Area watershed landowners meet about improving water quality and conservation practices
Tuesday, April 02, 2013 5:22 AM
Bee and Duck Creeks in southeast Minnesota are the two main streams in Houston County that at the Iowa state line form the headwaters of Waterloo Creek in Allamakee County. The Waterloo Creek Watershed area is 30,610 acres with 17,438 acres in Minnesota and 13,172 acres in Iowa.
"Waterloo Creek is the only creek on the Iowa DNR's 'Impaired Waters List'. It is impaired with bacteria."
The Bee and Duck Creek Watershed committee is working jointly with government agencies in Minnesota and Iowa, along with more than 200 watershed landowners, in efforts to improve water quality in the creeks, improve aquatic habitat for cold water fish species (trout), reduce soil erosion on agricultural land, lower turbidity and improve water clarity in the watersheds streams, as well as remove Waterloo Creek from the Iowa DNR's "Impaired Waters List".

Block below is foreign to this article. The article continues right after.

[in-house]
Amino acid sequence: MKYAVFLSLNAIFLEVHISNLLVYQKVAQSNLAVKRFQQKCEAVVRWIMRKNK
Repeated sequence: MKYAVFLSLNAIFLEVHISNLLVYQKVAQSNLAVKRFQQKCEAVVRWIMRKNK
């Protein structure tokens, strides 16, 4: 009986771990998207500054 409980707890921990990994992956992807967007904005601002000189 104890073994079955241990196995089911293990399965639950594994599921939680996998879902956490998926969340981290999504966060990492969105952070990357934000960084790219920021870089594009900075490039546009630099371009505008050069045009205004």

On March 14, a landowner meeting was held at the Fest Building in Spring Grove with 35 in attendance.
Representatives from several agencies provided landowners with information on water quality, soil health, cost-share incentives, conservation practices and flood control, and encouraged discussion on conservation practices for cropland, timber and pasture.
Relationship is unique
"This is a unique meeting - this partnership between Iowa and Minnesota," stated Ron Meiners, district manager - Root River SWCD, "The principle of what we are doing with Iowa - is Minnesota being good neighbors to Iowa?"
As with this state-to-state partnership for good drainage area management, the landowners-to-landowners partnership must take place with a cooperative approach.
"If there is bare land above, there is a problem," Meiners stated. "Upland treatment has to be considered when dealing with erosion. Good drainage area management should be in control by that landowner."
For those on the upper end, the landowner may not want to spend money for any conservation and erosion control because it won't benefit their land directly. However, he or she would have to look at it as being a "good neighbor" to help those down the hill who can see that wall of water coming.